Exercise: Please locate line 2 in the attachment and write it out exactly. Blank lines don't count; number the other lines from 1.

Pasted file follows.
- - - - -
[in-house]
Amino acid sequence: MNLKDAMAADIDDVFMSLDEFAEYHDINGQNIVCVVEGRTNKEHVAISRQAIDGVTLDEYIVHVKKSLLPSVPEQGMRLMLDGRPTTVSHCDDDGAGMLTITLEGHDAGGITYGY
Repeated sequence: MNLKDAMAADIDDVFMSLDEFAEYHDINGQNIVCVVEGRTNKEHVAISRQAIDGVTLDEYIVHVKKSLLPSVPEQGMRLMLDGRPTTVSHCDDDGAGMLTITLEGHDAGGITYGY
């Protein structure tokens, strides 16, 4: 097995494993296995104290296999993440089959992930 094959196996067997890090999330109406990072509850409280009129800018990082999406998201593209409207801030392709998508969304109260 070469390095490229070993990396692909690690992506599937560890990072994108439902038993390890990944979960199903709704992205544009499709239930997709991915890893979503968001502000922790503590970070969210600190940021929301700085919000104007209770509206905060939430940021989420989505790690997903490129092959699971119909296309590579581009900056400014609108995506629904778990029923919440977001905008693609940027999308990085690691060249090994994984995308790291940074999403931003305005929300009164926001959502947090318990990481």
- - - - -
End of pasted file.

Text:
Amino acid sequence: MNLKDAMAADIDDVFMSLDEFAEYHDINGQNIVCVVEGRTNKEHVAISRQAIDGVTLDEYIVHVKKSLLPSVPEQGMRLMLDGRPTTVSHCDDDGAGMLTITLEGHDAGGITYGY